How Big is the Universe?
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Cosmologists, for a decade, have taught that the Universe is approximately 28 billion light years across. We know that a light year is the distance that light travels in a year at about 186,000 miles per second. Therefore, the distance light journeys in a year is around 5.9 trillion miles. This means that lights can journey from one end of the Universe to the other end in 28 billion years.
Newer studies revealed even more astounding data that the Universe is even bigger than was formerly thought. Ed Oswald wrote an article for Yahoo! Tech titled, “How Big is the Universe? Attempting to Answer One of Astronomy’s Most Complex Questions.” In it, he explained, “Physicists…now believe the radius of the observable universe is now roughly 46.5 billion light years away.”
If this is not shocking enough, he added that because the galaxies that we see at the edge of our Cosmos are too “well-formed” to have appeared immediately following the “Big Bang,” researchers at Oxford believe that the Cosmos could be “as big as 250 times the size of our observable universe. Just imagine what will the next decade of research reveal about the Universe?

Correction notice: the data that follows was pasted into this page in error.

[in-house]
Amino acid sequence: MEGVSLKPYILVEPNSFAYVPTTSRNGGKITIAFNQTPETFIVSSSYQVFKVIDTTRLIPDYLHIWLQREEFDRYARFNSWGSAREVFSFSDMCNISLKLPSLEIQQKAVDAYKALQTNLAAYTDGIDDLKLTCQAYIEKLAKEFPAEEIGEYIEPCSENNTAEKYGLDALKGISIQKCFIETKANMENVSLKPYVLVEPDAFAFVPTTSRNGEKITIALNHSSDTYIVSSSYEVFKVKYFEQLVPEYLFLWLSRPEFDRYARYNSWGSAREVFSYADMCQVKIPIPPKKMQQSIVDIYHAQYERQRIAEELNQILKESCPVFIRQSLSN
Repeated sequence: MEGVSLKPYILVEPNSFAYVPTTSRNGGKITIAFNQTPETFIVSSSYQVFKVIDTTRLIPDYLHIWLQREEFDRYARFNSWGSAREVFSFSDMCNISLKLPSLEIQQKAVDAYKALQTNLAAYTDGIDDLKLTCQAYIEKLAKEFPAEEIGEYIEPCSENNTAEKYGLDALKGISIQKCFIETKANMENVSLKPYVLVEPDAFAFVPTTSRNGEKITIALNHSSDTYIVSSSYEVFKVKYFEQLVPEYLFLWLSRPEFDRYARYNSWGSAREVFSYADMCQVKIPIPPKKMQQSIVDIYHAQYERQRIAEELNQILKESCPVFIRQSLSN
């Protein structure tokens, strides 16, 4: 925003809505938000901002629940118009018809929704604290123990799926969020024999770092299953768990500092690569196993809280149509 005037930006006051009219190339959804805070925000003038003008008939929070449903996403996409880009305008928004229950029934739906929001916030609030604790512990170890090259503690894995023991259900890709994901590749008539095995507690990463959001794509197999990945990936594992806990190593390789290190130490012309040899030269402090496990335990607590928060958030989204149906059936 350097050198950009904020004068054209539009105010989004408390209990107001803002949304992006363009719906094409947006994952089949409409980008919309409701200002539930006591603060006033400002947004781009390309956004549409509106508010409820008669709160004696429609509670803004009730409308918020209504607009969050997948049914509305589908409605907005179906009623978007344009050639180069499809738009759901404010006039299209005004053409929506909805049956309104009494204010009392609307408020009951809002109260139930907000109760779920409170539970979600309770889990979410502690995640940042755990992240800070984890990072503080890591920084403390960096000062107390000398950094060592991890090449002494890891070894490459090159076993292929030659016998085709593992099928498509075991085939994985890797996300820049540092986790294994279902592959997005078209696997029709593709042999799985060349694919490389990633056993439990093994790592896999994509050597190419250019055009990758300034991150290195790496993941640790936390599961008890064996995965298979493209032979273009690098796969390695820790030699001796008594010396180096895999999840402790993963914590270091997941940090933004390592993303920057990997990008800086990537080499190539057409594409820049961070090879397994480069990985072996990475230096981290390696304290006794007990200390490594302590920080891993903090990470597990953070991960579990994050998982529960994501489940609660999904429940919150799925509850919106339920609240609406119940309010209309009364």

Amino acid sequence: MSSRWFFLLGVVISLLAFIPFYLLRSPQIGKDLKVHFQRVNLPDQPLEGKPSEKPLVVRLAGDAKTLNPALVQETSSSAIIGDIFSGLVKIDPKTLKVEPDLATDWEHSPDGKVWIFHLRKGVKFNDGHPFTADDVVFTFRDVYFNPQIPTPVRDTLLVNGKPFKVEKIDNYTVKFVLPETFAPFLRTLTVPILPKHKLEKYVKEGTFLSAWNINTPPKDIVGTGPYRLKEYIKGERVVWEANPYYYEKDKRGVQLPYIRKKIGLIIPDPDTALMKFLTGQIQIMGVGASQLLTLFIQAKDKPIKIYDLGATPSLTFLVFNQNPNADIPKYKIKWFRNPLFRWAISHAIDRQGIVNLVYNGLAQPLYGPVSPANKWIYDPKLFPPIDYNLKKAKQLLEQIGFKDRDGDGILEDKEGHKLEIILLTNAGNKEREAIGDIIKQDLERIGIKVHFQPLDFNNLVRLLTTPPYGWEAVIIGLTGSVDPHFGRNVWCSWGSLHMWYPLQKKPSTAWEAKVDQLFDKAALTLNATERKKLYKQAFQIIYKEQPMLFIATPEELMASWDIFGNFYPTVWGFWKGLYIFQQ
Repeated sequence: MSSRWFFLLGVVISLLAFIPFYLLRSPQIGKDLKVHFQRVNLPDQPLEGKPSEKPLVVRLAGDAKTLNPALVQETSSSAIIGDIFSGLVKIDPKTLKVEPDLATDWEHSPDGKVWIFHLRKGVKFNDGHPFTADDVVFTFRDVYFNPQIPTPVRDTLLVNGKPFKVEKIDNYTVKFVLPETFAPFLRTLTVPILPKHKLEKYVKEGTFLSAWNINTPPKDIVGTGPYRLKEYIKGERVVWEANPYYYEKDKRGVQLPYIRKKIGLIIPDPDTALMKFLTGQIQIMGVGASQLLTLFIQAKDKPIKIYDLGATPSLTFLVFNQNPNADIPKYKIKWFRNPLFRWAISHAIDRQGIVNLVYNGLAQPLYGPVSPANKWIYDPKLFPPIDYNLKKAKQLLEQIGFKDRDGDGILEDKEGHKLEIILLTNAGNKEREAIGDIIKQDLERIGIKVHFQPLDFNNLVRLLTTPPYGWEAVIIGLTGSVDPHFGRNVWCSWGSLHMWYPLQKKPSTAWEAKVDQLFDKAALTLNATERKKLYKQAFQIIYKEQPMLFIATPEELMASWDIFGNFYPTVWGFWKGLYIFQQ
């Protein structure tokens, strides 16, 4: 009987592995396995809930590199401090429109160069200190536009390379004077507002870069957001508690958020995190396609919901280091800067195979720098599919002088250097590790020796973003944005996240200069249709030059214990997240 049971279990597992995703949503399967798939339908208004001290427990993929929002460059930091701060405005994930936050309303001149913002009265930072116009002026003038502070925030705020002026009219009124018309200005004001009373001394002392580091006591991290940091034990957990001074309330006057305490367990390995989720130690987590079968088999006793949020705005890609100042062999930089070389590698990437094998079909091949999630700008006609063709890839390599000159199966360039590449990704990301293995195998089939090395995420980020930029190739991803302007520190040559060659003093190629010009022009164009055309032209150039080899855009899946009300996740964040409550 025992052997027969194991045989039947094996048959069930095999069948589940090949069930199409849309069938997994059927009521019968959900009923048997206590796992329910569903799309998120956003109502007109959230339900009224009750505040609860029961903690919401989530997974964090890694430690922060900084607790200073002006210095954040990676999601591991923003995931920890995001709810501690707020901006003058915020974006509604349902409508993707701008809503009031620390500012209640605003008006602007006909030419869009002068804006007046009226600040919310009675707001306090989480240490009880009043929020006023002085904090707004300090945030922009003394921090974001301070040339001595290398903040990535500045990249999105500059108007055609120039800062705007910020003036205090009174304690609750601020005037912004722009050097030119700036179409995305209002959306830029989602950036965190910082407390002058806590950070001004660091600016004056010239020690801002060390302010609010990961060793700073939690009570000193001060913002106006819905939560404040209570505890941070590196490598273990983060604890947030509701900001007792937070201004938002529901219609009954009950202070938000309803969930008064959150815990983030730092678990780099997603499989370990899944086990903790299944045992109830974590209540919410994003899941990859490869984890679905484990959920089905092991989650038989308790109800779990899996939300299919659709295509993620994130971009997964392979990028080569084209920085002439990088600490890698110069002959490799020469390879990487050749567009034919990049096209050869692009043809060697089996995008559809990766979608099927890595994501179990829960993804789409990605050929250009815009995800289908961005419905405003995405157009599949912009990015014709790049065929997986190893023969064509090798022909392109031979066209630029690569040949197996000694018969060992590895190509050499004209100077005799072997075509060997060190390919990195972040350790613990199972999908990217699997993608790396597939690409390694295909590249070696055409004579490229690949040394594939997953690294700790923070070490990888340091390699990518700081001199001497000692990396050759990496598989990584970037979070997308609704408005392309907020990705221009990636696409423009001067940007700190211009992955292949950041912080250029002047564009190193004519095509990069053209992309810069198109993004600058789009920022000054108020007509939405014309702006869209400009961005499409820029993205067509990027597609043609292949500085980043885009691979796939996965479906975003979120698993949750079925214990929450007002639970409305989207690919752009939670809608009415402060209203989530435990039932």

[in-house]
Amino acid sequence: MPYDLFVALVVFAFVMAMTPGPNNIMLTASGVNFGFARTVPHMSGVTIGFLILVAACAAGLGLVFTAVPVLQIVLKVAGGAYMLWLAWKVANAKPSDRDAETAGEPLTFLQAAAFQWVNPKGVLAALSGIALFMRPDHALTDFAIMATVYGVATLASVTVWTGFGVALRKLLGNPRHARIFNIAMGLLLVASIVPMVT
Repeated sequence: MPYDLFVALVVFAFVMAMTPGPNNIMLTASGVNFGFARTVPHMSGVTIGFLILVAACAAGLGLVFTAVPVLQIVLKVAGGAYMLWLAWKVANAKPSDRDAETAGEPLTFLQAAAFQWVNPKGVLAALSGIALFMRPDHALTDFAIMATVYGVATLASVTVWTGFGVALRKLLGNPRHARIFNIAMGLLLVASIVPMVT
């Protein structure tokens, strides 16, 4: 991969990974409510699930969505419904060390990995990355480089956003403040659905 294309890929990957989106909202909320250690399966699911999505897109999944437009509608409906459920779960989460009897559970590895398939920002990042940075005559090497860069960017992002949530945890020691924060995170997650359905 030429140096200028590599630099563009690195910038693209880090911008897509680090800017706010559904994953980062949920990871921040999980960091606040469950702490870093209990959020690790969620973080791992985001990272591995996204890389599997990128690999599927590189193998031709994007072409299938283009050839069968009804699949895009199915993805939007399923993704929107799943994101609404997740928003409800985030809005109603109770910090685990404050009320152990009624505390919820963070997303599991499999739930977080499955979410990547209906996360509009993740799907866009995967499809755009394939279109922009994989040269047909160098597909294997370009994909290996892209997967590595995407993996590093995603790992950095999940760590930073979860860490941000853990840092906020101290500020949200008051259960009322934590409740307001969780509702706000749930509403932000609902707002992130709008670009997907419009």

Today, scientists and cosmologist are in total awe as they stand at the thresholds of the unknown space. How extremely limited their understanding to the mysterious of the Cosmos is. They simply can’t provide the answers about the Universe’s age, size, or composition. And because of their limitations, men should not blindly trust their theories. Further, today’s technologies are simply inept to see beyond the observable space. Thus, the theories scientists present can’t be backed with adequate evidence.
“In the beginning God created the heavens and the earth” (Genesis 1:1).
In His service,